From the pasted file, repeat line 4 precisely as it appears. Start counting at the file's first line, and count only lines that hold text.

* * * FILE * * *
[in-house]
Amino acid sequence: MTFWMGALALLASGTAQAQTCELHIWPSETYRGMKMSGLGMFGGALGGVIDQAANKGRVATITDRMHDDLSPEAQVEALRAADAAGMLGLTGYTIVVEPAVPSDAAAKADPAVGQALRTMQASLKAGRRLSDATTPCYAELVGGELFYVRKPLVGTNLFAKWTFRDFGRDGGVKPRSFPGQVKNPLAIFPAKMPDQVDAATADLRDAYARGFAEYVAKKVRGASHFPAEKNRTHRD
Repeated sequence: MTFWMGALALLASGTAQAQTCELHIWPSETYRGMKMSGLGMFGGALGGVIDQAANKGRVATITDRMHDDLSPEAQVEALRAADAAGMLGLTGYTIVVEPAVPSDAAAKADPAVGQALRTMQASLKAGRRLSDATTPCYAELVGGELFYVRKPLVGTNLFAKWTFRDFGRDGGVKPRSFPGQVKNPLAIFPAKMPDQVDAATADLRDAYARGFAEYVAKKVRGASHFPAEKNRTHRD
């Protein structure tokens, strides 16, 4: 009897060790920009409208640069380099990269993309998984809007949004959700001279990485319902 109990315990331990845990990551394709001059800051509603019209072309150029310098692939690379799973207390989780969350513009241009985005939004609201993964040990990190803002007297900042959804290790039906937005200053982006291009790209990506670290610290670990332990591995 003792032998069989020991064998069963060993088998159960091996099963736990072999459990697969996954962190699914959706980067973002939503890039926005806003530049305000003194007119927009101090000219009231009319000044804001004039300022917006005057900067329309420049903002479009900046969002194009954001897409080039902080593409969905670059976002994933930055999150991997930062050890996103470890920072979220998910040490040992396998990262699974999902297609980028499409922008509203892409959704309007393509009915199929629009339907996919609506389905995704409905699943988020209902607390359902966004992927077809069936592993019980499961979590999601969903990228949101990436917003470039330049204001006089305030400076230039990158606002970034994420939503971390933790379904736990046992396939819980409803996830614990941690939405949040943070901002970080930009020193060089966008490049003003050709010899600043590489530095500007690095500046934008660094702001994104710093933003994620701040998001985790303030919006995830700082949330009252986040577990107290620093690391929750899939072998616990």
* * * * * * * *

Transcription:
């Protein structure tokens, strides 16, 4: 009897060790920009409208640069380099990269993309998984809007949004959700001279990485319902 109990315990331990845990990551394709001059800051509603019209072309150029310098692939690379799973207390989780969350513009241009985005939004609201993964040990990190803002007297900042959804290790039906937005200053982006291009790209990506670290610290670990332990591995 003792032998069989020991064998069963060993088998159960091996099963736990072999459990697969996954962190699914959706980067973002939503890039926005806003530049305000003194007119927009101090000219009231009319000044804001004039300022917006005057900067329309420049903002479009900046969002194009954001897409080039902080593409969905670059976002994933930055999150991997930062050890996103470890920072979220998910040490040992396998990262699974999902297609980028499409922008509203892409959704309007393509009915199929629009339907996919609506389905995704409905699943988020209902607390359902966004992927077809069936592993019980499961979590999601969903990228949101990436917003470039330049204001006089305030400076230039990158606002970034994420939503971390933790379904736990046992396939819980409803996830614990941690939405949040943070901002970080930009020193060089966008490049003003050709010899600043590489530095500007690095500046934008660094702001994104710093933003994620701040998001985790303030919006995830700082949330009252986040577990107290620093690391929750899939072998616990």